Article: Treviño M, Murillo-Sandoval PJ (2021) Uneven consequences: Gendered impacts of shrimp aquaculture development on mangrove dependent communities. Ocean Coast Manag 210:105688. https://doi.org/10.1016/j.ocecoaman.2021.105688
Shifting coastal landscapes
Shrimp aquaculture is affecting coastal ecosystems worldwide, but what is less known is how this industry is changing the lives of those living at this interface. Mangrove forests represent one of the primary ecosystems impacted by shrimp farming and it is estimated that 38% of mangrove forests globally were destroyed due to this industry. In South America, Ecuador is experiencing these industrial and ecosystem changes, and is now one of the largest shrimp exporters, making it an ideal location to study the effects of shrimp aquaculture on mangrove loss. Importantly, shrimp farming has not only destroyed mangrove forests but the livelihoods of many Ecuadorians living in this region, known as marine-dependent communities (MDCs).
In Ecuador, women extract shellfish from mangrove forests, where it has been traditionally gathered for household consumption and locally traded for over 150 years. Typical shellfish from these mangroves are called cockles and La concha is the practice of gathering cockles. The women who gather mangrove cockles as a source of livelihood are known as concheras, which literally translates to “the cockler”. Gathering mangrove cockles as a source of livelihood continues to be the primary source of income for many women in MDCs. These mangrove forests provide MDCs, especially women, sustenance, opportunities, for income, and the ability to pass on cultural traditions. However, when the shrimp aquaculture industry began to take hold in the region of Esmeraldas, Ecuador in 1982, it began to change the physical and societal landscape of this region.
Understanding societal impacts of shrimp aquaculture
Social scientists from Colombia and the United States aimed to figure out this complicated social and ecological ecosystem and understand how MDCs adapt to mangrove landscape transformations driven by large-scale shrimp aquaculture. They also aimed to identify the gendered impacts of these landscape changes by understanding how gender, gender norms, and gender relations inform the adaptation strategies of MDCs.
To conduct their study, the scientists used a variety of methods including ethnography (i.e., the systematic study of individual cultures) and interviews of the mangrove users. They also utilized Geographic Positioning System (GPS) to track movement by the mangrove users as they gathered shellfish from the mangroves. To conduct the ethnographic study, the scientists resided within the MDC, known as the Esmeraldas province, with a local family, which enabled them to take on the role of “observer as a participant”. The interviews were then transcribed with “in-vivo” codes to identify recurring patterns in the language while the GPS data were categorized into the different user groups entering the mangrove based on gender and age.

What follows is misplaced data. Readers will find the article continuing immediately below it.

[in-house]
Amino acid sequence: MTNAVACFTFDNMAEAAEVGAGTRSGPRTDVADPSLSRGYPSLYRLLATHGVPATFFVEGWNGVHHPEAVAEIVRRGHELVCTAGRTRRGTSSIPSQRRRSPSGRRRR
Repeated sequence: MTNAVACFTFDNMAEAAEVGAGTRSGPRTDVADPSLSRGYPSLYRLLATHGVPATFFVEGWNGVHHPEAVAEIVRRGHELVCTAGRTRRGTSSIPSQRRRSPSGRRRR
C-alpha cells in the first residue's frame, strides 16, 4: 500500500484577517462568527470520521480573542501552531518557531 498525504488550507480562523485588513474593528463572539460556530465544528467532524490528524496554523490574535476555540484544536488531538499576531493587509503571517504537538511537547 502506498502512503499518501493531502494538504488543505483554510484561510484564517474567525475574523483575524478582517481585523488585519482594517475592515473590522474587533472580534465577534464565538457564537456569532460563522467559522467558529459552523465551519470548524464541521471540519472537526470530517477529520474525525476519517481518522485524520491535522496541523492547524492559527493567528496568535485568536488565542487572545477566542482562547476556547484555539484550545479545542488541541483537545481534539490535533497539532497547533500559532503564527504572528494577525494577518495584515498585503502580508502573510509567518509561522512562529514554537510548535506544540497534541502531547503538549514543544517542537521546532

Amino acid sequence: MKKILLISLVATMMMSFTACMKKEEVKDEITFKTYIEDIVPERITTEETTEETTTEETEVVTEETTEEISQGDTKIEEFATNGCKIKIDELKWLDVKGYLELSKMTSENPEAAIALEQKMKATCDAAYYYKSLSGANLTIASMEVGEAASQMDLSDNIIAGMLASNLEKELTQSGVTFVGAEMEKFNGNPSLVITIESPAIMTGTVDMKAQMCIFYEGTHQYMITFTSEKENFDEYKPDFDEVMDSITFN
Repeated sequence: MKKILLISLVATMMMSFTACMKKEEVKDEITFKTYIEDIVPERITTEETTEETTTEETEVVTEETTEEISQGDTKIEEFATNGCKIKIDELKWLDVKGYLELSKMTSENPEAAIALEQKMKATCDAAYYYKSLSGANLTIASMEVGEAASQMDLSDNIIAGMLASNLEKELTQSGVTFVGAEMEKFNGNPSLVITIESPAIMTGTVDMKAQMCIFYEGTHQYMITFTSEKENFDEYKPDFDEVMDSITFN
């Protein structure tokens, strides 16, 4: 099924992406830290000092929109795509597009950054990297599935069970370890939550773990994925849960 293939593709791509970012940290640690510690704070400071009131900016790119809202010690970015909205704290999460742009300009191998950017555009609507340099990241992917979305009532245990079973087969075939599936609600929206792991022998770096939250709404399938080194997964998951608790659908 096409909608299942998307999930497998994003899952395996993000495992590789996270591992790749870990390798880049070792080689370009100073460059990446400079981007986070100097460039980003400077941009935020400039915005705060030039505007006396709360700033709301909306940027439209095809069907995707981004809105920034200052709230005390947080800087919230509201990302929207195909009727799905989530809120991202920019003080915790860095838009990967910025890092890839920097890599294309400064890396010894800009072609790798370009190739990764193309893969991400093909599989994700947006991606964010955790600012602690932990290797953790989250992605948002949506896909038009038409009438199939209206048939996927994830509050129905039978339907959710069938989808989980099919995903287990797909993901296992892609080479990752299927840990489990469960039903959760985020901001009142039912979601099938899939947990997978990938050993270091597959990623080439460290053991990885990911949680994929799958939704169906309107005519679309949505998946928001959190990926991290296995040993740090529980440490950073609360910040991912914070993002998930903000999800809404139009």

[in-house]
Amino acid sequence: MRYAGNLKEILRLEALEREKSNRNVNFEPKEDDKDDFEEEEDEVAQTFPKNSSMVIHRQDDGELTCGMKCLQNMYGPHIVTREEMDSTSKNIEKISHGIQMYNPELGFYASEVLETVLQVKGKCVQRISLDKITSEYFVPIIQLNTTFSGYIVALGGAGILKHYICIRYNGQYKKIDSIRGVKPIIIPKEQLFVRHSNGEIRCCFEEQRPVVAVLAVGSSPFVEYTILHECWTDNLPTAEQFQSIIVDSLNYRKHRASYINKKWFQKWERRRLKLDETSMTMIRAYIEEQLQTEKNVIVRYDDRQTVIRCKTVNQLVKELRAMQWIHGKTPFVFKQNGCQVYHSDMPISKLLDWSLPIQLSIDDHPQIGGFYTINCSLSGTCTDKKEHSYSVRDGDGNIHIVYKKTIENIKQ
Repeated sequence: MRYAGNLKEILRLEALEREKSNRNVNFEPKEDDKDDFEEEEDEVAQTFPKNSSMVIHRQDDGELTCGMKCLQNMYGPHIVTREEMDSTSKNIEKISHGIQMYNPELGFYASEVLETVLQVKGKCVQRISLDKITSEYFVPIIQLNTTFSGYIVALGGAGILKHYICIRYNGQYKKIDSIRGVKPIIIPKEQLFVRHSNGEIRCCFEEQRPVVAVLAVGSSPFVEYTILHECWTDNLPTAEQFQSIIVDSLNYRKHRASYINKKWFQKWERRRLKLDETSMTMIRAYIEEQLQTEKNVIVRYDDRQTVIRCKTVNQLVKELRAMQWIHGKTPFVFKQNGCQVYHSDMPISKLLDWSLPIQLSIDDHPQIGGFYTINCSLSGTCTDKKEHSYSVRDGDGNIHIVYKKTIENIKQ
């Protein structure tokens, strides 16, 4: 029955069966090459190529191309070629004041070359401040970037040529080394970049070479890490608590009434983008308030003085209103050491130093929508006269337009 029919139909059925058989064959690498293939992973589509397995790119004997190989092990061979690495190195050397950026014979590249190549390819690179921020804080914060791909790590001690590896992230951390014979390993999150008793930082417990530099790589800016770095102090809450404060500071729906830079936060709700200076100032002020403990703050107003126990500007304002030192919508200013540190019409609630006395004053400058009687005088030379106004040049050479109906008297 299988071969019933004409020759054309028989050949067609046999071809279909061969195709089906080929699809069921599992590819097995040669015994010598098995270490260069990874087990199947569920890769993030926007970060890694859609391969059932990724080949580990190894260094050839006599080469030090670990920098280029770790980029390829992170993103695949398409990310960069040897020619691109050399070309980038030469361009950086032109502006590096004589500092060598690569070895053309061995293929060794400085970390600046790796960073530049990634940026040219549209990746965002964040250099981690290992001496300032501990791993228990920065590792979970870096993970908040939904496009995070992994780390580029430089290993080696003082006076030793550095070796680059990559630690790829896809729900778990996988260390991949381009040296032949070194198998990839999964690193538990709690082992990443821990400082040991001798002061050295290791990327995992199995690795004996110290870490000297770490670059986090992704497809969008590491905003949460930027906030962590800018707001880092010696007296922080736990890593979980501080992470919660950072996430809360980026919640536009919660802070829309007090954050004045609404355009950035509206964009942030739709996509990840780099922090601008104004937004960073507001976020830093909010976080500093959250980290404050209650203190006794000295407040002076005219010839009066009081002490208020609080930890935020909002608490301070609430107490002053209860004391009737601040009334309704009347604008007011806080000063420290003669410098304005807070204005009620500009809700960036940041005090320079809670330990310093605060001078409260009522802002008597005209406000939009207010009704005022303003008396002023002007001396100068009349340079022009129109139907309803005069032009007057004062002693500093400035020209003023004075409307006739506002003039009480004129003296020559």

Utilizing ethnographic and GPS data, the scientists found that women, concheras, are disproportionately affected by the loss of mangrove forests due to shrimp farming. The establishment of large-scale aquaculture led to the collapse of traditional local livelihood practices, which pushed men into mangroves to gather cockles, a practice most held by women before this industry shift. The change in livelihood for men, in effect, displaced women from the mangrove forests, causing them to lose their autonomy, economic independence, and ability to pass on cultural tradition. In addition, the introduction of shrimp aquaculture increased local reliance on mangrove resources, leading to the depletion of mangrove cockle populations, and putting both men and women in vulnerable positions.
Based on these conclusions, the scientists urge that sustainable shrimp aquaculture development requires more than efficient harvesting practices. It needs to be environmentally sound as well as socially just. This research shows the complex societal and gendered structures within a region of depleted resources, and the importance of considering these structures when growing an industry, both in Ecuador and beyond. In addition, the study shows how local communities can reveal problems otherwise overlooked and provides insight into complex environmental problems. Engaging in local knowledge and understanding the social fabric of a community are important to consider for industry as well as science as we attempt to foster a more inclusive place within business and research.
I am a plankton ecologist focused on the effects of rapid climate change on phytoplankton and zooplankton populations and physiology. The major pillars of my research explore how global climate change (1) has and will impact long-term trends in plankton population dynamics and (2) has affected plankton physiology and feeding ecology.
As a Postdoctoral fellow of the Rhode Island Consortium for Coastal Ecology, Assessment, Innovation, and Modeling (RI-CAIM) I am analyzing the multi-decadal long-term plankton time series in Narragansett Bay. By identifying underlying environmental parameters driving plankton community dynamics my work will facilitate efforts to forecast important ecological phenomena in the region.